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Woodlawn Village is the first village to be inspected by RER this month, as part of an Army pilot-project, expected to run through summer 2021.

All privatized military family housing on Fort Belvoir will be part of an Army pilot project for third-party inspections this year, according to Carla Coulson, Deputy Assistant Secretary of the Army for Installations, Housing and Partnerships.

This inspection of all privatized family housing is a new requirement for all military services, which collectively includes about 200,000 privatized houses. The proposed inspections, outlined in a December letter to Clark Realty, the Fort Belvoir RCI property owners, indicates that RER Solutions, as the independent third-party, will conduct the inspections over the next seven to nine months.

“We are using state home inspection guidelines, so every inspector, at a minimum, will be a certified or have some higher level of qualification. Inspectors will include licensed engineers or architects. Every one of our inspectors has home inspection experience,” said Jason Kallivokas, executive vice president for RER Solutions

“USAG Fort Belvoir is looking forward to, and fully supports, the upcoming third party inspections of all 2,053 RCI homes located on Fort Belvoir, as mandated by the 2020 National Defense Authorization Act,” said John Moeller, PhD, deputy to the Garrison commander. “We realize conducting these inspections during the COVID-19 pandemic will be inconvenient, but every precaution will be taken to mitigate any risk to residents.”

RER’s COVID-19 inspection policy stated it remains committed to prioritizing the health and well-being of the Fort Belvoir community and has implemented a number of protocols to ensure all current and future residents, and valued team members are safe. “We assure you that we will always treat your health and safety with the highest concern,” Kallivokas said.

The COVID-19 guidelines include masked and gloved inspectors, who will wear shoe covers while in the house. If any inspector must remove gloves during the inspection, any surfaces or items touched by bare hands will be cleaned. If possible, residents may stay in another room while the inspection is being completed.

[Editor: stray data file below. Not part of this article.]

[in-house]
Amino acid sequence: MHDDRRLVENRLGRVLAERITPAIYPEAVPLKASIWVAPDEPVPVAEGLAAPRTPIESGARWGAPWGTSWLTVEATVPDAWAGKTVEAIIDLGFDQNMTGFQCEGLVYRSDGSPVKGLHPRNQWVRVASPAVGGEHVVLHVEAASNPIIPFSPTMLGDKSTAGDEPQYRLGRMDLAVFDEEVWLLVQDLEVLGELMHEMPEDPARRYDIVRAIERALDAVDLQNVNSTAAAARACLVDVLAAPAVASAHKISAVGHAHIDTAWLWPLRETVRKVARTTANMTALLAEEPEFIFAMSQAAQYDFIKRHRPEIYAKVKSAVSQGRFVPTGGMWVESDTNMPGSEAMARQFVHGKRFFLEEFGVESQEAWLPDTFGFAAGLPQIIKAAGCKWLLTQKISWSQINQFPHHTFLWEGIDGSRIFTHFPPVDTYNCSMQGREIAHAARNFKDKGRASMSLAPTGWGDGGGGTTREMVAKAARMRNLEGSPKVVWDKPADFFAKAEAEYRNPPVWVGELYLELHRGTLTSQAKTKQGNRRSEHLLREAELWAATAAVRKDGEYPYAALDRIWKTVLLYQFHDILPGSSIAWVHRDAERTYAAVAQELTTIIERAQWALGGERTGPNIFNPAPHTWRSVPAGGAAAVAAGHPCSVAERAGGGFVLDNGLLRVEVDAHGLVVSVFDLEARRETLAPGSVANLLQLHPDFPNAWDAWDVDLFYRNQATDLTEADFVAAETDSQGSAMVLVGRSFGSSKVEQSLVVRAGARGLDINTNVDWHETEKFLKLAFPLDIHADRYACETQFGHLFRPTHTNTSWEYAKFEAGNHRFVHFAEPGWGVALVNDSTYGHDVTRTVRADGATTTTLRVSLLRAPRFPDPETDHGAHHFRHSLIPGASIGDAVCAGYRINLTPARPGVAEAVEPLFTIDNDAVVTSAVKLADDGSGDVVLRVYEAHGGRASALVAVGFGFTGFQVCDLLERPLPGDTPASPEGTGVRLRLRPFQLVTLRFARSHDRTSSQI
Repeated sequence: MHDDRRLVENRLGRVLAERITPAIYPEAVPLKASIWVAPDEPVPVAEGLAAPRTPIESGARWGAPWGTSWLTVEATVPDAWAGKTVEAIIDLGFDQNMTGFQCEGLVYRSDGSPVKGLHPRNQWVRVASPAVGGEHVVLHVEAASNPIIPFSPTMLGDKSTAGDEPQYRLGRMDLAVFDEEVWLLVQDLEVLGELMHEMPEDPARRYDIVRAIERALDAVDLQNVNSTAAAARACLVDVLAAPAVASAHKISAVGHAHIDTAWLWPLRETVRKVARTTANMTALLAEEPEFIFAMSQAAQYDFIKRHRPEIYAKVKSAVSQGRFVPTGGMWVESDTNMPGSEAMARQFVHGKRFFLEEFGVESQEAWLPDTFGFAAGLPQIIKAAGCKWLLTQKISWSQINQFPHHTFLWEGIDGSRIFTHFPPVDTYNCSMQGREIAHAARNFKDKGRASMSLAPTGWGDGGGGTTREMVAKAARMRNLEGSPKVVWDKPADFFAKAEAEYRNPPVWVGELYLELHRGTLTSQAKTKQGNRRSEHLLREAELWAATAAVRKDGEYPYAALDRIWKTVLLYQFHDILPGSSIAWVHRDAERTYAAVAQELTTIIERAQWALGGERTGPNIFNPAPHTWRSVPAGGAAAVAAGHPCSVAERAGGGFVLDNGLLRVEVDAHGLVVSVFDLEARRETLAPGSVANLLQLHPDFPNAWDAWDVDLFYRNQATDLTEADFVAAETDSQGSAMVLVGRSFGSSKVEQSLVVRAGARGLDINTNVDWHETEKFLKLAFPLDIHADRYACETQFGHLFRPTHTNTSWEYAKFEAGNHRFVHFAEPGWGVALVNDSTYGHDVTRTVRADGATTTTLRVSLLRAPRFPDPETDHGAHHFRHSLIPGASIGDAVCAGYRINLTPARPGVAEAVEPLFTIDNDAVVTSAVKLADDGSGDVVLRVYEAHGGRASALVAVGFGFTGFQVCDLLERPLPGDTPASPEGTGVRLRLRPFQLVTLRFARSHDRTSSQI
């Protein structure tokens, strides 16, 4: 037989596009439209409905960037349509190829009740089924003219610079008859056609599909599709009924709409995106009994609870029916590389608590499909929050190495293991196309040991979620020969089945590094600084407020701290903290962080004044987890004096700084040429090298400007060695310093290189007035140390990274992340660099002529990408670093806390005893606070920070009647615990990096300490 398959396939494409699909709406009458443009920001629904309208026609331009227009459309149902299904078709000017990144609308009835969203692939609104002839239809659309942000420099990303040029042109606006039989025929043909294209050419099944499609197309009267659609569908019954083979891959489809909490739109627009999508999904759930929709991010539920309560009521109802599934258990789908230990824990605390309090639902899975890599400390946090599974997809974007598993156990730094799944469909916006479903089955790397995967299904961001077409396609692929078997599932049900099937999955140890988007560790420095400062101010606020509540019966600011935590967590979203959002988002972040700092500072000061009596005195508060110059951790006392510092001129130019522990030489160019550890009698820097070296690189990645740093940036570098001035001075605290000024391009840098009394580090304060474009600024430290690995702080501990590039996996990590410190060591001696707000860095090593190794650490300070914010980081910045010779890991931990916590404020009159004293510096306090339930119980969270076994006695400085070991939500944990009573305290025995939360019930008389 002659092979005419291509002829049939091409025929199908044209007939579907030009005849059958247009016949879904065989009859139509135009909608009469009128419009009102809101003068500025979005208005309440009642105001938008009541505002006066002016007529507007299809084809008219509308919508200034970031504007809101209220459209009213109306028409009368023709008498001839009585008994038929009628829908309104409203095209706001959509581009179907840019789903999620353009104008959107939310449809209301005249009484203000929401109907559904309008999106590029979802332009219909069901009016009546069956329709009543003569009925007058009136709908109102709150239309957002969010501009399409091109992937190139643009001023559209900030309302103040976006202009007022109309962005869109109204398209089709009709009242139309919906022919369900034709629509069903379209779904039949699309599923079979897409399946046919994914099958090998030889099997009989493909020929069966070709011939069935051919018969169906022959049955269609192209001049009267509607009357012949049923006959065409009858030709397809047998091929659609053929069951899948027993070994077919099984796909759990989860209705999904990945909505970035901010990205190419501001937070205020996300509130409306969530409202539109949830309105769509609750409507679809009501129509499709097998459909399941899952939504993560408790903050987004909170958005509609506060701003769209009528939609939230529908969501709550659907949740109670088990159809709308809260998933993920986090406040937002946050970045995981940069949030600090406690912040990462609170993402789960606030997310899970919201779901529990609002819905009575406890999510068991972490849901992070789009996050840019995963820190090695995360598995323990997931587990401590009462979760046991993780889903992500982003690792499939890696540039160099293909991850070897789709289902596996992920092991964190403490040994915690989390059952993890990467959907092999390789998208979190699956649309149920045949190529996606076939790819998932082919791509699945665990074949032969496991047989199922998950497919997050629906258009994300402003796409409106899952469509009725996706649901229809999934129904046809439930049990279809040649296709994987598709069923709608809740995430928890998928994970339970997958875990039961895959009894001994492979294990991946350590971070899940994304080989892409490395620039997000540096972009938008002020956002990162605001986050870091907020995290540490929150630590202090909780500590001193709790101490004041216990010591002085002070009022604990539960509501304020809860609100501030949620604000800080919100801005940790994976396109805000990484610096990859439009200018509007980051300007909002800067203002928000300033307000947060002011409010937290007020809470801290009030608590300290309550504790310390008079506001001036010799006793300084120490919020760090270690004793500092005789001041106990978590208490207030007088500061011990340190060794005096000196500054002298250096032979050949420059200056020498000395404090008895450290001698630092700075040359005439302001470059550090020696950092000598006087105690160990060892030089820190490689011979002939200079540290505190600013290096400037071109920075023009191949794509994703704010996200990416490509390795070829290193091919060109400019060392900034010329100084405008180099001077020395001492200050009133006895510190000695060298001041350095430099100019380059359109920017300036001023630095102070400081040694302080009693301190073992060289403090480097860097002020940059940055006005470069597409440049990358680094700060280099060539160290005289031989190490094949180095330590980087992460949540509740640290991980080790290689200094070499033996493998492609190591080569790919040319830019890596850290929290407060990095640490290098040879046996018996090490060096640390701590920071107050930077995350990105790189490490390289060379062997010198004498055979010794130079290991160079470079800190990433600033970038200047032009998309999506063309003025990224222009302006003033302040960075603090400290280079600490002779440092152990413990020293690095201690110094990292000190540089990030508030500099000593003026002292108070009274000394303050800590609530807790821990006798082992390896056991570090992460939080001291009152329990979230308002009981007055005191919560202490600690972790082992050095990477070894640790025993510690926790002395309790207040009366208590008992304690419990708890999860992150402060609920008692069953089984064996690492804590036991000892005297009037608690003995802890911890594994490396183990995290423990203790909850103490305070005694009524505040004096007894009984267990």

“We are aware of the pandemic, and RER is taking all precautions required. We realize we will have some families not comfortable having us in, and we can schedule them later in the year. We know people are home-schooling, but we need to do this so we can help people identify system and neighborhood issues, and come up with a report that helps the Army and the other services move forward,” said Scott Chamberlain, assistant for housing and chief, capital ventures, office of the deputy assistant Secretary of the Army (Installations, Housing and Partnerships).

RER said its inspectors will begin testing its software systems by first inspecting unoccupied houses, as a preparation for on-site inspections. Because Woodlawn Village offers unrestricted access, Kallivokas said its 340 houses will be the first community to be inspected, beginning in February.

According to the plan, the RER program manager will be in direct coordination with community managers regarding scheduling and accessibility; inspections will be scheduled at least 2 weeks in advance.

The scope of work to be performed by RER Solutions states that inspections are visual surveys of the property, HVAC, plumbing, electrical, and elements that are easily visible and readily accessible. “We aren’t invasive, and won’t be moving furniture or dishwashers. We don’t expect to be in the homes for a significant amount of time, and we will provide the least amount of disruption to residents while performing a thorough inspection,” Kallivokas said.

The assessments will also include common areas, exteriors, drainage and landscaping.

Chamberlain said the final report will include RER’s assessment of the overall physical and operational condition of the property, and identify the specific physical deficiencies and conditions of major systems and components. He said the report will be flexible enough that the results can be analyzed based on house, community or across the entire installation.

“When a team leaves a house, there’s not a report that will be available for the resident, but any life, health or safety issues observed by the inspectors will be reported immediately to Michaels and the Garrison,” Chamberlain said. “This is a strategic pilot and we intend to learn from these inspections how best to proceed with future inspections across the Army.”

A key component of the final report by RER Solutions will be to provide lessons learned at Fort Belvoir, and recommendations to be utilized as a guide for the Army and other services.

“We feel these inspections are critical to ensuring all residents of Fort Belvoir have a safe and healthy house to live in, as they will help identify systemic issues – if any – that require greater emphasis,” said Moeller.

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